Hanna Arendt had found a name for the pattern of group organisation, which makes use of the reign of duty that is higher than individual person’s life, as a commitment tool. She called it a totalitarian state. This political structure is praying on the attachment of a person to the perceived normality of their environment. In this equation: the state is a source of normality and everything that threatens it, becomes a rightful enemy who is meant for either the re-socialisation or rejection. In this way state becomes an abstract goal detached from people’s needs, whereas people work for its continuity and they do it solemnly, in agreement with the sense of duty.
Of course church is not a state as such, but it is a group that decided to share rules called moral and holy. This becomes a problem when the ideology teaches the masses that humans can be disposable on certain grounds. In a ‘state’, where the law says that all are to be judged, the judgmental discrimination stops being a temptation of evil. Being a duty-detective becomes a normality. On the other end of it the fear of hell awaits only to motivate further. In this way the morality becomes designed for the benefit of keeping the unchanged ideology alive forever.
Thus even when the pope himself said: ‘One can use birth control and still go to heaven’, the faithful believed him to have fallen a victim of temptation. They judged his statement to go against the ‘highest law’ of religion. Yet what is the most troubling for me, is the actual lack of moral analysis to support the solemnity of this or the stop-gender political action. It makes me think that the conscience of a polish Catholic isn’t threatened by evil but by being associated with a non-Catholic lifestyle.
Conveniently for my theory (but not for the world) this religious approach makes political sense — because all in all, being a ‘non-believer’ would be the greatest crime by the law of the unmentionable catholic totalitarian state.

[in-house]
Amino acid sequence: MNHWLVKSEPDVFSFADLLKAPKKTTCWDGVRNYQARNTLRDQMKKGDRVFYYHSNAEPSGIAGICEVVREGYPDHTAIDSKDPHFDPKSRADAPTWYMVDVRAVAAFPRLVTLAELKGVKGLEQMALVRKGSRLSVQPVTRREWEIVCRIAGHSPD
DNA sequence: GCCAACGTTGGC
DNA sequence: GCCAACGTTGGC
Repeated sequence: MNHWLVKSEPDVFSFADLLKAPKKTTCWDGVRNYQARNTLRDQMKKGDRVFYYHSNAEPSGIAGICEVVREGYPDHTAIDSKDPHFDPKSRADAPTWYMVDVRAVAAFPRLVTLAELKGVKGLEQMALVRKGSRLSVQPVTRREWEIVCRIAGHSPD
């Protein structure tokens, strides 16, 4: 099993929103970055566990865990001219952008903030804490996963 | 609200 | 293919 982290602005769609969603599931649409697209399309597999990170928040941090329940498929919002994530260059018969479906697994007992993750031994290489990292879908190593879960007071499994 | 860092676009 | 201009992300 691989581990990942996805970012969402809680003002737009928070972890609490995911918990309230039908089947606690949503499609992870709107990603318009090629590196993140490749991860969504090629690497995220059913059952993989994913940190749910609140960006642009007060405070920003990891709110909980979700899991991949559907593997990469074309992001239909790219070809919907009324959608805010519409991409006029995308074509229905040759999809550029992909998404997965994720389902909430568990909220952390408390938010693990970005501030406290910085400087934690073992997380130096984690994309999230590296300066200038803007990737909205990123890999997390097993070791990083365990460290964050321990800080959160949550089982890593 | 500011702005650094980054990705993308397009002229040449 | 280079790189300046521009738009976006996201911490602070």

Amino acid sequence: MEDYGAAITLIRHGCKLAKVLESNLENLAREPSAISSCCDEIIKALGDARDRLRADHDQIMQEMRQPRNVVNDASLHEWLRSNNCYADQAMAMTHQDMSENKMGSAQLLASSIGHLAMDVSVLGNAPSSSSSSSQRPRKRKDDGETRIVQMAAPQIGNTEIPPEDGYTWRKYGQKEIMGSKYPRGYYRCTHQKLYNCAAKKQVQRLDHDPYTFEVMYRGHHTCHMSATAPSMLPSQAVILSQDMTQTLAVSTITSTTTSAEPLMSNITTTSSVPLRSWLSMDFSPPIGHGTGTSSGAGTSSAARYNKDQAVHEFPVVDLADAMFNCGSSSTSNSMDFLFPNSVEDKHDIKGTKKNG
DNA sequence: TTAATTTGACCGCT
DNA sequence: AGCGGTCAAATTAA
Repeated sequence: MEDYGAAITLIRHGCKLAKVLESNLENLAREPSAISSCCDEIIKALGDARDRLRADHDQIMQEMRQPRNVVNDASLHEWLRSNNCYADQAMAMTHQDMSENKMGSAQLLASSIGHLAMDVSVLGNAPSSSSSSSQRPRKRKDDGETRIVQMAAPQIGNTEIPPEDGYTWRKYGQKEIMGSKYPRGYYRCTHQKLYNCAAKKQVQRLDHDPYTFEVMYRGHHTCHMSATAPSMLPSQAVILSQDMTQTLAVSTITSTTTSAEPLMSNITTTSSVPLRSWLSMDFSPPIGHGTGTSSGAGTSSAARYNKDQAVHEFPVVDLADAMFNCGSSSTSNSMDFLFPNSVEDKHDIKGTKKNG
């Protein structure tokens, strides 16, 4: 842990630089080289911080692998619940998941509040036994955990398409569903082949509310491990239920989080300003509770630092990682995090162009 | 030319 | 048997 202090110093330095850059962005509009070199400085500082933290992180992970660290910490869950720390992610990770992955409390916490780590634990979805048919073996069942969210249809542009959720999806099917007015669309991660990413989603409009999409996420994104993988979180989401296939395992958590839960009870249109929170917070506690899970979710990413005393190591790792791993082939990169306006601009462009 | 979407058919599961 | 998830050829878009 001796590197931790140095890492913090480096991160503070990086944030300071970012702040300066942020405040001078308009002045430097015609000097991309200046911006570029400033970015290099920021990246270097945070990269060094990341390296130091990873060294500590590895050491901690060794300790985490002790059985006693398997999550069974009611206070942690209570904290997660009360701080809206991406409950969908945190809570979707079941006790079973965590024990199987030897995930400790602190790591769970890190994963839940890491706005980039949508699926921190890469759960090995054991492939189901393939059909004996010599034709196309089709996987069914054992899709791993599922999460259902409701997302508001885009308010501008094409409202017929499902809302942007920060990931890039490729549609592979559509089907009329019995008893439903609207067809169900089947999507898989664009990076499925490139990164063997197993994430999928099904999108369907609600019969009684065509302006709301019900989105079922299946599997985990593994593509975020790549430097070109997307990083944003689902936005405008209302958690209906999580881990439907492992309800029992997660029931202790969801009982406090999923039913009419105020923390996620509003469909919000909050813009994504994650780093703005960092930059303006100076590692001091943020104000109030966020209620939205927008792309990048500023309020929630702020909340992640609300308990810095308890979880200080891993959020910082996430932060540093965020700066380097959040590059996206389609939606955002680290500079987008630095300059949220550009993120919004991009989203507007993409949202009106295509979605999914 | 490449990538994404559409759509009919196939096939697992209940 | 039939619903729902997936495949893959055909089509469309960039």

Facts and figures
Problem with religious intolerance in Polish politics
This isn’t to say that Catholicism — and its conservatism — have lost their influence in the country. In fact, it’s the opposite. The church’s strong opposition to in vitro fertilization continues to be a crucial factor in political debates. The abortion law in Poland is very restrictive, and the country does not allow for same-sex civil unions, let alone marriage
In the latest presidential election, voters had a choice of two practicing Catholics: the center-right incumbent president and his more conservative opponent, Andrzej Duda. The latter, whose constituency includes many of the practicing and deeply religious, took a surprising win.
The latest census, in 2011, (link in Polish) shows that 97% out of all those who declared a religion said they are Catholic (which amounts to about 89% of the entire population). But, as the leading Polish daily Gazeta Wyborcza pointed out, church numbers (links in Polish) show that in 2013 only 39% of Catholics attended church regularly on Sundays, with only 16% taking communion, the most important Catholic sacrament.